Accrual Basis and Cash Basis Accounting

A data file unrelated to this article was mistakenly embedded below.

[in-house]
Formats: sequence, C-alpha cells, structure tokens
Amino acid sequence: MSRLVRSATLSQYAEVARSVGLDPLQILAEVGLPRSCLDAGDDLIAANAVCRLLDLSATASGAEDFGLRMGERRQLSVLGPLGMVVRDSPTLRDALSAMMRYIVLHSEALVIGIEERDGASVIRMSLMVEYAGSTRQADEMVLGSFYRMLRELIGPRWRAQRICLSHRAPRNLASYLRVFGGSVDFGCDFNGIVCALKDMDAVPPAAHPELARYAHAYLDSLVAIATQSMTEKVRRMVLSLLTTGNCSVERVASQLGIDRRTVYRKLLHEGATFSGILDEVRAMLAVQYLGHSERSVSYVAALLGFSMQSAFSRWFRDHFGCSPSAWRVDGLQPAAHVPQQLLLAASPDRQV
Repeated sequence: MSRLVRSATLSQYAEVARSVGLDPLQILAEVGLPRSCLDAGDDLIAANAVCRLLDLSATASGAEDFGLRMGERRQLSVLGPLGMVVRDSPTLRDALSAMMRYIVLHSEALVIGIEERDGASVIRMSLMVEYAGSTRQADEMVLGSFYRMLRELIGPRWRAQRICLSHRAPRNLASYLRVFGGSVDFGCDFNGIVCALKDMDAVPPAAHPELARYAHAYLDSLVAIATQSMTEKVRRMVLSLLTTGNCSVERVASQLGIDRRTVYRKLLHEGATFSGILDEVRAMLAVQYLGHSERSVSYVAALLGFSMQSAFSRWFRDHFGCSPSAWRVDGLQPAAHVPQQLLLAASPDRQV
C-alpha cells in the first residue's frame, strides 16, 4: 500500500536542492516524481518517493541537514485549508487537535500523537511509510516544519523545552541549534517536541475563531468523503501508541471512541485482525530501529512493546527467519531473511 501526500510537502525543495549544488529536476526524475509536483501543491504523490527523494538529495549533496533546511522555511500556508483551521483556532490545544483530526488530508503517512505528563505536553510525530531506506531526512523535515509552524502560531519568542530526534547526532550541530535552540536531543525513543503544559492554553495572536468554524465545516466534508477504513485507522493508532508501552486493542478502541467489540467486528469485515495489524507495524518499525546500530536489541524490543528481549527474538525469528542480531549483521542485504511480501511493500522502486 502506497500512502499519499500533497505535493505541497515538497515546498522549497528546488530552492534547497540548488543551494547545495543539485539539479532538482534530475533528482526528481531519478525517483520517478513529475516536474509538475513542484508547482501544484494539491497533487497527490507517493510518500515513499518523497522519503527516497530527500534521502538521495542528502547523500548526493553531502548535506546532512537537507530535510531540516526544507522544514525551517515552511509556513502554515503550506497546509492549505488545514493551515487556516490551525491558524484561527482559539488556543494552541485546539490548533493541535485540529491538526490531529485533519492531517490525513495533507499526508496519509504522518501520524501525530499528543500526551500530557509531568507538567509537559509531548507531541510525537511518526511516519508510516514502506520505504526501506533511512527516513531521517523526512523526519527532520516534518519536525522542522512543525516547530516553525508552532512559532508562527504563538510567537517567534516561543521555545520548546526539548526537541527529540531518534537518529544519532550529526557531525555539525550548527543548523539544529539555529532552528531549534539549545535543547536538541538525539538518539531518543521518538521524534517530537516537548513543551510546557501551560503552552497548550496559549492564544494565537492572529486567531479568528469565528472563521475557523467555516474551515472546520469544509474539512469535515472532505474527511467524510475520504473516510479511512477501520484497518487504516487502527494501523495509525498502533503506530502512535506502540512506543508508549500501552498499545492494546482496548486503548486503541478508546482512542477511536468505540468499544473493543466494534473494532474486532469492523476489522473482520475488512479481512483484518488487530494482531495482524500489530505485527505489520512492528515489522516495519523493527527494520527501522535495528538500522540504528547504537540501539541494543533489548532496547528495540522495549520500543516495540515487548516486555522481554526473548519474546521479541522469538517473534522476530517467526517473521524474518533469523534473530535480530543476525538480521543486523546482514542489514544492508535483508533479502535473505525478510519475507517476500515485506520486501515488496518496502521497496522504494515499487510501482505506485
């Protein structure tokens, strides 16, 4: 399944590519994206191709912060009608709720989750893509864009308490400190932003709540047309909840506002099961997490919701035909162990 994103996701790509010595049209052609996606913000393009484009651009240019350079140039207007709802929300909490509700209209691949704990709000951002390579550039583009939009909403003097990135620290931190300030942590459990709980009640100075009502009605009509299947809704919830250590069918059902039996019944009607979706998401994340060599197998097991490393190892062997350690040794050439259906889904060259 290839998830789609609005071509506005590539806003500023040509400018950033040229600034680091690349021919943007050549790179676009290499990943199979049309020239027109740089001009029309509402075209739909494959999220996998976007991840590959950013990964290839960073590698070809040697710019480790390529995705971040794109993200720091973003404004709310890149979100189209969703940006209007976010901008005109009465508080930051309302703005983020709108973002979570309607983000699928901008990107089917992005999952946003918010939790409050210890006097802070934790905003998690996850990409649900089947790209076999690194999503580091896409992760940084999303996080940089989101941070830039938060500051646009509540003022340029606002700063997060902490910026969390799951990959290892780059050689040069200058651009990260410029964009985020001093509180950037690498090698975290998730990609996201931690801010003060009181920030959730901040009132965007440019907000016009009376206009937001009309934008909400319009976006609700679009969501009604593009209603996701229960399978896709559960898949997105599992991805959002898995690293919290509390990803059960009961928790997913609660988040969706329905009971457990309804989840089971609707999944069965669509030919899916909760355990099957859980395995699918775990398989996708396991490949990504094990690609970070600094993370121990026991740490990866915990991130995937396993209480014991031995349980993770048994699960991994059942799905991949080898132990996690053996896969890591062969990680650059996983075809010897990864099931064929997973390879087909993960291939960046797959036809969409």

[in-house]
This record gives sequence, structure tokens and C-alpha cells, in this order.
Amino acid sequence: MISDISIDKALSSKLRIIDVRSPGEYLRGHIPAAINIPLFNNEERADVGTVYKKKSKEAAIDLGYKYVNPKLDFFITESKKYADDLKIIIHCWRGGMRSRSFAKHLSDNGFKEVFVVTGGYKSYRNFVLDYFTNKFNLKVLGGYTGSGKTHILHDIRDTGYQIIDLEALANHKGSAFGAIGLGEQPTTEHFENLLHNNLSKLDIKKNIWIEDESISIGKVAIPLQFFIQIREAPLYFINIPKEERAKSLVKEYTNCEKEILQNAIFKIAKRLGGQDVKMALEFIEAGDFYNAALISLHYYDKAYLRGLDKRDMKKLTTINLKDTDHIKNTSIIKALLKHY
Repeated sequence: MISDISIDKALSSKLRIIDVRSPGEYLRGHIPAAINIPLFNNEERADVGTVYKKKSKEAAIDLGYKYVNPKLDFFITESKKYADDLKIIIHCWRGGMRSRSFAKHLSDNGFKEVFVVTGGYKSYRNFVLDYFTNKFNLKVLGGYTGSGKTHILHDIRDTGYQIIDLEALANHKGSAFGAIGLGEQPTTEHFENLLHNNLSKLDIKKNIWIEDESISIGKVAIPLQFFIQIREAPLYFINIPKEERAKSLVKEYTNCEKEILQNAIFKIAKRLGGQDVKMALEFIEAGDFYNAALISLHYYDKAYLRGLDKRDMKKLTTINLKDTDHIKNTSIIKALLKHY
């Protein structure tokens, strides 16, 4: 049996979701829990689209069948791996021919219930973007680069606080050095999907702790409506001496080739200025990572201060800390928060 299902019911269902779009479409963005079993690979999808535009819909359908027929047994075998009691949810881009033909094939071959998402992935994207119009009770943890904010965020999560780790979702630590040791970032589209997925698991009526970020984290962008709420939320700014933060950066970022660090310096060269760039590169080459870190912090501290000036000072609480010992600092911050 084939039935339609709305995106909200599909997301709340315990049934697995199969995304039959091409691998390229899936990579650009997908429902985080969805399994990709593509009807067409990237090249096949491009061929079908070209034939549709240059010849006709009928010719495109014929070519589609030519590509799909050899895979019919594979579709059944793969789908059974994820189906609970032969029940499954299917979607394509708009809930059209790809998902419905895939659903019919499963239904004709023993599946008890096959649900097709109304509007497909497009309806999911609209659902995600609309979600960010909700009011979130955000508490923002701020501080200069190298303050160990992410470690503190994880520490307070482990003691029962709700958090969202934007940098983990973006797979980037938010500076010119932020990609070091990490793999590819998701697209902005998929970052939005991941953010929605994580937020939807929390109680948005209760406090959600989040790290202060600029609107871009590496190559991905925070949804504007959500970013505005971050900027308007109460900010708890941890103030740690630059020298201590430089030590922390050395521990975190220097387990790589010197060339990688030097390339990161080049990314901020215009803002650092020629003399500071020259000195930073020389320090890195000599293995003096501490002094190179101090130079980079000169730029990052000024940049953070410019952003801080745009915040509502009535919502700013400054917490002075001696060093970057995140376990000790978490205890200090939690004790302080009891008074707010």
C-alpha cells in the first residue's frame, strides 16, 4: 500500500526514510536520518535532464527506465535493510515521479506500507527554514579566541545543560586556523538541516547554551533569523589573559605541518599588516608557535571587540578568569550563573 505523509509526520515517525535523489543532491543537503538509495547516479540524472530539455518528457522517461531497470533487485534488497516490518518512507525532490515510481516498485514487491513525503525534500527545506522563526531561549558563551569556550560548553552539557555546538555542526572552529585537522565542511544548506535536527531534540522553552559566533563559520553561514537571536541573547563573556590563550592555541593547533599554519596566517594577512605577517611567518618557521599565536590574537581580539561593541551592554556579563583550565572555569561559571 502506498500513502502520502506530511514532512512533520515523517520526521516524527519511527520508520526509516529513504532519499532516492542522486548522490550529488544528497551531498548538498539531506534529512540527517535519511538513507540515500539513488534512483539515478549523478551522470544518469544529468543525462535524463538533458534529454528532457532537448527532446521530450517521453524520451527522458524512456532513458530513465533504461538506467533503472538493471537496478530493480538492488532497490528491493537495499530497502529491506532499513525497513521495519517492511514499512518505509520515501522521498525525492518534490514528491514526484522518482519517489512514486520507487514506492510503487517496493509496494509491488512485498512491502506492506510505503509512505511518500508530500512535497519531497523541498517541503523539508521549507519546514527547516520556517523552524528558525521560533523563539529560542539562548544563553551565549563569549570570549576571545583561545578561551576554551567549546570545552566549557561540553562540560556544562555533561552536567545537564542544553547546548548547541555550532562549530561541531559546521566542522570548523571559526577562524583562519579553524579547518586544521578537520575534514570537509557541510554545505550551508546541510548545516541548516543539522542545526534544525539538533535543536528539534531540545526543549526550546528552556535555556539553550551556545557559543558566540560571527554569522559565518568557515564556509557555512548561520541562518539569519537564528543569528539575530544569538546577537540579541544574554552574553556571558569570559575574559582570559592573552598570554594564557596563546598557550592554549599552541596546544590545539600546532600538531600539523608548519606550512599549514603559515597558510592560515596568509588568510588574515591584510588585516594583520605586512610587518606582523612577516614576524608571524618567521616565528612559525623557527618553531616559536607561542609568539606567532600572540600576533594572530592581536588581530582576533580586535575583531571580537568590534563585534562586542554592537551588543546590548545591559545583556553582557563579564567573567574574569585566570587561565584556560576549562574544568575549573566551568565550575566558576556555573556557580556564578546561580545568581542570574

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Accrual Basis versus Cash Basis Accounting Summary Any good accountant knows that every business has different financial reporting needs. In order to better understand how to accurately record financial transactions for all kinds of businesses, it is important to know the two principle types of accounting. The first is accrual basis accounting, and the second is cash basis accounting. These two methods of accounting are based on two opposing ideas on when and how transactions are recorded, and each also possesses its own advantages and disadvantages. In the accrual basis method, transactions are always recorded immediately. This is true even for transactions where cash is not received or paid right away. In some businesses, supplies are bought or sales are made on credit. Sales made on credit typically are entered into an accounts receivable (when cash is owed to the company) or into an accounts payable (when cash is owed by the company). The accrual method works best for these businesses because revenues and expenses can be balanced at the end of every reporting period. They simply need to refer back to the account when cash is paid and make an adjustment entry. The accrual method is most notable for its accuracy in reporting transactions. Accountants must adhere to what is known as the generally accepted accounting principles or GAAP. The accrual method is GAAP compliant because it follows the revenue recognition principle which states that each financial transaction must be reported in the accounting period in which it occurs. On the other hand, the accrual method of accounting also has disadvantages because it does not measure cash flows as accurately as the cash method. However, because the accrual method observes GAAP, it is the more widely accepted method of accounting. As opposed to accrual basis accounting where all transactions are immediately

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